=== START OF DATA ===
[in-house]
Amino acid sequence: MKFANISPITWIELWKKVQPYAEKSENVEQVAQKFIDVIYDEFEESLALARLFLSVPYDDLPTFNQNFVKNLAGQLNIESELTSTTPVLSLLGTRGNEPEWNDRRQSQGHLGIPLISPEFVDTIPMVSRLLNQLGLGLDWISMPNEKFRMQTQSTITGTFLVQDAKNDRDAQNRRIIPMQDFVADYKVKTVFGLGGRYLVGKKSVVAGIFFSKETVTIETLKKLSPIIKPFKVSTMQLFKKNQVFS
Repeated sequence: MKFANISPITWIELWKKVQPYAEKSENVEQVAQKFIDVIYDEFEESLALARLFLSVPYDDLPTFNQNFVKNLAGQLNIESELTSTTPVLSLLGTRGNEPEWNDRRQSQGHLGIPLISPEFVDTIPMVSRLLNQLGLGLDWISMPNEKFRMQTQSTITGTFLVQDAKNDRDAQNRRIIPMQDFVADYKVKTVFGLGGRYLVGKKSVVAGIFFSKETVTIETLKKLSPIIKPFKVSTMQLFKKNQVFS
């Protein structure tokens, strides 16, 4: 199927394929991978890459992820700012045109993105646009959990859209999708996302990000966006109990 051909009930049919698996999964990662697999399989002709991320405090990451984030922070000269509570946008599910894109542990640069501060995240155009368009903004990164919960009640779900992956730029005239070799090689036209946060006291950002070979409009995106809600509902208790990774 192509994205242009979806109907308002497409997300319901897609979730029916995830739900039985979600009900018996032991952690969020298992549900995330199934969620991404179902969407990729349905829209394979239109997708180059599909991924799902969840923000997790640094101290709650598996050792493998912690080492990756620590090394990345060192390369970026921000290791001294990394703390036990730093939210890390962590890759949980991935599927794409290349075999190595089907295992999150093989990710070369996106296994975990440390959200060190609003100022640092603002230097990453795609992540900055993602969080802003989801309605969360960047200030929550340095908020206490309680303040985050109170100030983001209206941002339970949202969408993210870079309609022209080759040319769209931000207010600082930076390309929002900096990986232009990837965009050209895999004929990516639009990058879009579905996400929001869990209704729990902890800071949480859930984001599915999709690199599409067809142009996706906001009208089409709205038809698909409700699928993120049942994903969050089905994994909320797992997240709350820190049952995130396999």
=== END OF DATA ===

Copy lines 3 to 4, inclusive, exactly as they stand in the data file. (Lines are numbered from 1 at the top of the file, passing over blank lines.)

Repeated sequence: MKFANISPITWIELWKKVQPYAEKSENVEQVAQKFIDVIYDEFEESLALARLFLSVPYDDLPTFNQNFVKNLAGQLNIESELTSTTPVLSLLGTRGNEPEWNDRRQSQGHLGIPLISPEFVDTIPMVSRLLNQLGLGLDWISMPNEKFRMQTQSTITGTFLVQDAKNDRDAQNRRIIPMQDFVADYKVKTVFGLGGRYLVGKKSVVAGIFFSKETVTIETLKKLSPIIKPFKVSTMQLFKKNQVFS
């Protein structure tokens, strides 16, 4: 199927394929991978890459992820700012045109993105646009959990859209999708996302990000966006109990 051909009930049919698996999964990662697999399989002709991320405090990451984030922070000269509570946008599910894109542990640069501060995240155009368009903004990164919960009640779900992956730029005239070799090689036209946060006291950002070979409009995106809600509902208790990774 192509994205242009979806109907308002497409997300319901897609979730029916995830739900039985979600009900018996032991952690969020298992549900995330199934969620991404179902969407990729349905829209394979239109997708180059599909991924799902969840923000997790640094101290709650598996050792493998912690080492990756620590090394990345060192390369970026921000290791001294990394703390036990730093939210890390962590890759949980991935599927794409290349075999190595089907295992999150093989990710070369996106296994975990440390959200060190609003100022640092603002230097990453795609992540900055993602969080802003989801309605969360960047200030929550340095908020206490309680303040985050109170100030983001209206941002339970949202969408993210870079309609022209080759040319769209931000207010600082930076390309929002900096990986232009990837965009050209895999004929990516639009990058879009579905996400929001869990209704729990902890800071949480859930984001599915999709690199599409067809142009996706906001009208089409709205038809698909409700699928993120049942994903969050089905994994909320797992997240709350820190049952995130396999």